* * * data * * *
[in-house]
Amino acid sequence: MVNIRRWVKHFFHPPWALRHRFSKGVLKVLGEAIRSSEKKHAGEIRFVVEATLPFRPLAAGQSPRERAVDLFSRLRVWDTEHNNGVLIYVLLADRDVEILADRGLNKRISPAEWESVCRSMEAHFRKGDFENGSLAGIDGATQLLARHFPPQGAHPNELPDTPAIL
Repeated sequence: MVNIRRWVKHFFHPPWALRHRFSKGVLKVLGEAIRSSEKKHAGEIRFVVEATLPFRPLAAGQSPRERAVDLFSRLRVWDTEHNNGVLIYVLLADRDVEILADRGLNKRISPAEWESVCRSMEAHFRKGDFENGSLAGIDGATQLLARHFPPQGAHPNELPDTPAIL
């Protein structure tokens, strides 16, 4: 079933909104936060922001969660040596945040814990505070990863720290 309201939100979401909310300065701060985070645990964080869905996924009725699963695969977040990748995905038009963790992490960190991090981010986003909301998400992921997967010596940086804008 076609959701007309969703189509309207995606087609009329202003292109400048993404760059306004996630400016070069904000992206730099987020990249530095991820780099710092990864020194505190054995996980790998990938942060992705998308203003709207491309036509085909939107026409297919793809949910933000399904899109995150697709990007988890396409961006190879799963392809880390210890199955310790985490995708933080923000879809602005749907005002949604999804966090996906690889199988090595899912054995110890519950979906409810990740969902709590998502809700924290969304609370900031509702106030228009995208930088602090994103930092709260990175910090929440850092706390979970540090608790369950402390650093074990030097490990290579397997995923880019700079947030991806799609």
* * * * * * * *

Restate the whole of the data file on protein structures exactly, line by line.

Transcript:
[in-house]
Amino acid sequence: MVNIRRWVKHFFHPPWALRHRFSKGVLKVLGEAIRSSEKKHAGEIRFVVEATLPFRPLAAGQSPRERAVDLFSRLRVWDTEHNNGVLIYVLLADRDVEILADRGLNKRISPAEWESVCRSMEAHFRKGDFENGSLAGIDGATQLLARHFPPQGAHPNELPDTPAIL
Repeated sequence: MVNIRRWVKHFFHPPWALRHRFSKGVLKVLGEAIRSSEKKHAGEIRFVVEATLPFRPLAAGQSPRERAVDLFSRLRVWDTEHNNGVLIYVLLADRDVEILADRGLNKRISPAEWESVCRSMEAHFRKGDFENGSLAGIDGATQLLARHFPPQGAHPNELPDTPAIL
């Protein structure tokens, strides 16, 4: 079933909104936060922001969660040596945040814990505070990863720290 309201939100979401909310300065701060985070645990964080869905996924009725699963695969977040990748995905038009963790992490960190991090981010986003909301998400992921997967010596940086804008 076609959701007309969703189509309207995606087609009329202003292109400048993404760059306004996630400016070069904000992206730099987020990249530095991820780099710092990864020194505190054995996980790998990938942060992705998308203003709207491309036509085909939107026409297919793809949910933000399904899109995150697709990007988890396409961006190879799963392809880390210890199955310790985490995708933080923000879809602005749907005002949604999804966090996906690889199988090595899912054995110890519950979906409810990740969902709590998502809700924290969304609370900031509702106030228009995208930088602090994103930092709260990175910090929440850092706390979970540090608790369950402390650093074990030097490990290579397997995923880019700079947030991806799609």